A fine site

Laying her to rest

Yesterday was a tough day. I hadn’t expected it to be so difficult. It was the unveiling of my mother’s tombstone monument. Although she passed away a year ago, she has been with me every single day since then. An invisible friend who has been hovering close to me as I’ve participated in my daily activities. It’s as if there has been a constant stream of her words in my head, as I go about my shopping, when she reminds me to hold my tongue, when I remember I must share an event with her at our regular lunch at Tim’s on Saturdays, when I’ve needed help to unravel a knitting conundrum, or just share a tantalizing piece of gossip. She has been my constant companion as I hear her words in my head.

I knew, of course, she was no longer on this earth, but I hadn’t really let go of her. I heard her voice, her wise words of instruction, thoughtfulness, support and her laughter.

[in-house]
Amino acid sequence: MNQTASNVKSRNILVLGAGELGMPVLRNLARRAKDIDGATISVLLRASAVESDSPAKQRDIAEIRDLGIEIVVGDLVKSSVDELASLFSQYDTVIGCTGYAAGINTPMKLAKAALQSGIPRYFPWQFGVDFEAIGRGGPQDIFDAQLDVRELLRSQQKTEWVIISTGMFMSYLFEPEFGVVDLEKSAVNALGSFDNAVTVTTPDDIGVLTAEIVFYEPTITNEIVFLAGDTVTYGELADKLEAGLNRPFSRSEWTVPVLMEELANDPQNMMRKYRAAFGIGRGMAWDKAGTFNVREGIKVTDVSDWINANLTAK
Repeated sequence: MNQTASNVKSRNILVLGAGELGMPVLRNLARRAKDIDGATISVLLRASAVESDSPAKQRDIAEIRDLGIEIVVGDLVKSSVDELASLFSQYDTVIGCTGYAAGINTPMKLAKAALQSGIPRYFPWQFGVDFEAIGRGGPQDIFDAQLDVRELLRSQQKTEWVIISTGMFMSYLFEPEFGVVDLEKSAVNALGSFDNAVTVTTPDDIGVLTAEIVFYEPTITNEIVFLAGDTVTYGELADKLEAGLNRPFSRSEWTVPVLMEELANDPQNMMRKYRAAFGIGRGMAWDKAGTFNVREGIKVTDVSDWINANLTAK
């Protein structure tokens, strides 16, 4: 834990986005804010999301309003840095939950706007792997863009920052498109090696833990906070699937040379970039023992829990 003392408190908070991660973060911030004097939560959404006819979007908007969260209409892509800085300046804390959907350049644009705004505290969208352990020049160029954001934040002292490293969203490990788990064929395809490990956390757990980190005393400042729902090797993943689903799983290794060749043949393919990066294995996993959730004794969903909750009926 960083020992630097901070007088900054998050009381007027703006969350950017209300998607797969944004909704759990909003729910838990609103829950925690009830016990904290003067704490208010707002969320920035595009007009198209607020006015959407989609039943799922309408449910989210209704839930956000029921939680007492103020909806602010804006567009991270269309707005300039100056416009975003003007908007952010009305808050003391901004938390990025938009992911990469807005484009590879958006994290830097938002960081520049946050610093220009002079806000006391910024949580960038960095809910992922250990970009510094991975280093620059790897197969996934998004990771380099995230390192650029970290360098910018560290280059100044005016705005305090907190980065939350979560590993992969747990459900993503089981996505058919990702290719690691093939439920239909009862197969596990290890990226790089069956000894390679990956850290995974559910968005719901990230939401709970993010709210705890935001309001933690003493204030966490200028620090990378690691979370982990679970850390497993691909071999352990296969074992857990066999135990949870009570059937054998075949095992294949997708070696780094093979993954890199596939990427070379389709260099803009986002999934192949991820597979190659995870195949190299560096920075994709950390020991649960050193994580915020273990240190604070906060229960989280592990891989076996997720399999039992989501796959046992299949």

Yesterday the rabbi read the words on the tombstone and talked about the profound gap between the dates carved into the stone, the gap that connotes the many, many years of living.

And now I saw her.

She flashed through my mind, wearing an apron, presiding over the Friday night chicken soup dinners; the walking up and down with crying babies; the running towards the bus with a light foot and returning with a chocolate cake and white fish. I saw her carrying heavy loads to the car for my father; and dashing up flights up stairs to retrieve an object. I saw her with her arms around me, knowing when an embrace was needed. I saw her in purple suits and green velvet dresses, always a fashion sense at sale prices. I saw her standing and ironing every Monday night behind our store. I saw her engaged in lively conversations with customers and rising early to get us on the road for a summer family vacation- always a bubbling roasted chicken wrapped in blankets for the trip. I saw her both young and old. I saw her sunburned on a trip to Florida. Always on the move, always flying towards someone or something, never thinking of herself.